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Is it true that Dickens never describes the concept of a gentleman in David Copperfield?

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iqratariq | Student, Undergraduate | eNoter

Posted May 6, 2010 at 4:09 AM via web

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Is it true that Dickens never describes the concept of a gentleman in David Copperfield?

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litteacher8 | Middle School Teacher | (Level 1) Distinguished Educator

Posted February 28, 2011 at 9:05 AM (Answer #1)

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The term gentleman is often used sarcastically or satirically in David Copperfield.  Sometimes it just refers to anyone, but other times it refers to a specific social class.  In chapter 25, Dickens refers to “professional gentlemen” in Doctors’ Commons.  These are individuals that don’t do much but sit around and talk. 

 The first real reference to the definition of gentleman is in chapter 3, when David is comparing his orphanhood to Emily’s.

 'Besides,' said Em'ly, as she looked about for shells and pebbles, 'your father was a gentleman and your mother is a lady; and my father was a fisherman and my mother was a fisherman's daughter, and my uncle Dan is a fisherman.'

She also describes what treasures she would buy for her uncle if she were a “lady”.  The implication, for Emily at least, is that a lady has money and standing.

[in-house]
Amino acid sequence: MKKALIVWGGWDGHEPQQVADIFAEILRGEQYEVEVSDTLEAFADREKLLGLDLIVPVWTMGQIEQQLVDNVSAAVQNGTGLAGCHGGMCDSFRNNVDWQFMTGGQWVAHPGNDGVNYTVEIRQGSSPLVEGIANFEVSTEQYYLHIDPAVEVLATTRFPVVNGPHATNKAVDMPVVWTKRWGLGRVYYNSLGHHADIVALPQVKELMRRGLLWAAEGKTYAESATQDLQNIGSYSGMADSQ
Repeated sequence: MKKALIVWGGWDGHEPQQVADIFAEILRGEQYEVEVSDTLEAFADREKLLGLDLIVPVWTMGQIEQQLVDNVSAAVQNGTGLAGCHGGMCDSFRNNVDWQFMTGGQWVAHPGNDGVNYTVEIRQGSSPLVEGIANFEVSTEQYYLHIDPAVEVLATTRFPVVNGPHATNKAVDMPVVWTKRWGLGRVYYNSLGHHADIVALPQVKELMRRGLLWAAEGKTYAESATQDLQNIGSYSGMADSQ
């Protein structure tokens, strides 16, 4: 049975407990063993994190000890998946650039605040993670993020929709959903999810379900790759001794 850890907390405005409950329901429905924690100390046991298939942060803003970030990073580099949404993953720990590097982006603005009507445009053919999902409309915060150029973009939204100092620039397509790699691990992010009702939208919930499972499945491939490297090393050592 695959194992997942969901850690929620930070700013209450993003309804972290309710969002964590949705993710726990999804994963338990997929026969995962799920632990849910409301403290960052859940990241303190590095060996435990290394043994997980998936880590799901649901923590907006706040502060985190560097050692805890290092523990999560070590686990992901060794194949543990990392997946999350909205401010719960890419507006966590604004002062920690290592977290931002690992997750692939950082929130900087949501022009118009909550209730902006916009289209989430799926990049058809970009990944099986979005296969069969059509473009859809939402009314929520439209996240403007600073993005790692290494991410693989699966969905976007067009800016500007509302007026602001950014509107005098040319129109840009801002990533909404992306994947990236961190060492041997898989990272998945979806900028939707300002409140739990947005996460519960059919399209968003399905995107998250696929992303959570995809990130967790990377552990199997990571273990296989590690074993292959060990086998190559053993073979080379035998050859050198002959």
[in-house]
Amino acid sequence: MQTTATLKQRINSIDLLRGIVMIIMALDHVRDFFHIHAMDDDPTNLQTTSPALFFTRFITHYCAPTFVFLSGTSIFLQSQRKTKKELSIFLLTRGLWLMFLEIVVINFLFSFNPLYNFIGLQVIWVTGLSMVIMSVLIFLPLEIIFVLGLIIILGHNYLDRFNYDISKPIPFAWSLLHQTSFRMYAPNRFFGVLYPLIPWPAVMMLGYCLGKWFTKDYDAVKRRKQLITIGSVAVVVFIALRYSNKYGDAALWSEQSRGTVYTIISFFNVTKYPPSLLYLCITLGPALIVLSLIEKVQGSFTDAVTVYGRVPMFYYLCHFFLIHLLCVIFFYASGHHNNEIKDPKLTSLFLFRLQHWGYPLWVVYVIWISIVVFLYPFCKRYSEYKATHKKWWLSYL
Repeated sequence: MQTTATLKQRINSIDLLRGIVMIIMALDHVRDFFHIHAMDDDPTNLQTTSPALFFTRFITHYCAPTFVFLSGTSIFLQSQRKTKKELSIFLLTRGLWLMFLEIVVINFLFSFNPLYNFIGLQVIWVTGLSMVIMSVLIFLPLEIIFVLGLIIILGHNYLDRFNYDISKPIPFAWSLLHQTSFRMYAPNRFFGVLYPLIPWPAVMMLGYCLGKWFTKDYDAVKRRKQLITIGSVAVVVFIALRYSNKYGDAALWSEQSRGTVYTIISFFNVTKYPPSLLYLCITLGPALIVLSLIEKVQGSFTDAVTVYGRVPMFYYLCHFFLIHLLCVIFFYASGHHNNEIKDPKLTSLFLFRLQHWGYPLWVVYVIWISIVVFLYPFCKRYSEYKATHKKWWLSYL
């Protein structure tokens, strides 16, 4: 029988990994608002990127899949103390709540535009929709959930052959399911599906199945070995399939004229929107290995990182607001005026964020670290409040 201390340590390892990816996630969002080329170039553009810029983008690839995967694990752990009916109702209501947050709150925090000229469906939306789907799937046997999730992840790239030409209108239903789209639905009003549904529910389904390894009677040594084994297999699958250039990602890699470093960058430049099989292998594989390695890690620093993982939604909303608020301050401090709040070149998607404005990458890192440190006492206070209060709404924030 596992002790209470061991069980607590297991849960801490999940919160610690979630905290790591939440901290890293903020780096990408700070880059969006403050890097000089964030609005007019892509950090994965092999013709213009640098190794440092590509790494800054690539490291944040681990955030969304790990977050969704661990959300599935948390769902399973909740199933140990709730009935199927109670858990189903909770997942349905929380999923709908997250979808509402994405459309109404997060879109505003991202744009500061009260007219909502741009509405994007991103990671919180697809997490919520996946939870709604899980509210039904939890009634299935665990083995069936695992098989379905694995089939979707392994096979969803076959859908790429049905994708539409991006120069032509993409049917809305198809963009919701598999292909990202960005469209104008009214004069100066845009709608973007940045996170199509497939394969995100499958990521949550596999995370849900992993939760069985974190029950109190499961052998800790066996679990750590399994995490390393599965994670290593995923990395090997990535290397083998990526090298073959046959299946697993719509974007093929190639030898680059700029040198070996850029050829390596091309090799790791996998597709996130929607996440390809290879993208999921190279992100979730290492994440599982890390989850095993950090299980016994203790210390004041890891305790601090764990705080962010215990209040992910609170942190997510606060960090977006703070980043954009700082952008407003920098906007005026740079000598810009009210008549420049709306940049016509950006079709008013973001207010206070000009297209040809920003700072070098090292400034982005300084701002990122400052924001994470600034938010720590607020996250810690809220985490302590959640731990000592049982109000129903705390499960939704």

The second exchange that relates to the definition of gentleman is between Mr. Mell and Steerforth in chapter 7.

'I don't give myself the trouble of thinking at all about you,' said Steerforth, coolly; 'so I'm not mistaken, as it happens.'

'And when you make use of your position of favouritism here, sir,' pursued Mr. Mell, with his lip tremblingvery much, 'to insult a gentleman -'

'A what? - where is he?' said Steerforth.

Steerforth insults Mr. Mell, but saying that he is not a gentleman.  Steerforth continuously belittles Mr. Mell and eventually campaigns to get him fired.  By implying that Mr. Mell is not a gentleman, Steerforth brings him down below the level of the students.

Uriah Heep further expounds on the concept of gentleman, with characteristic false modesty:

 You think it justifiable, do you, Copperfield, you who pride yourself so much on your honour and all the rest of it, to sneak about my place, eaves-dropping with my clerk? If it had been ME, I shouldn't have wondered; for I don't make myself out a gentleman (though I never was in the streets either, as you were, according to Micawber), but being you! –

 Therefore, while the definition of gentleman is mostly related to money, it can also relate to character.  A gentleman is not just someone who has money, but also someone who can be trusted.

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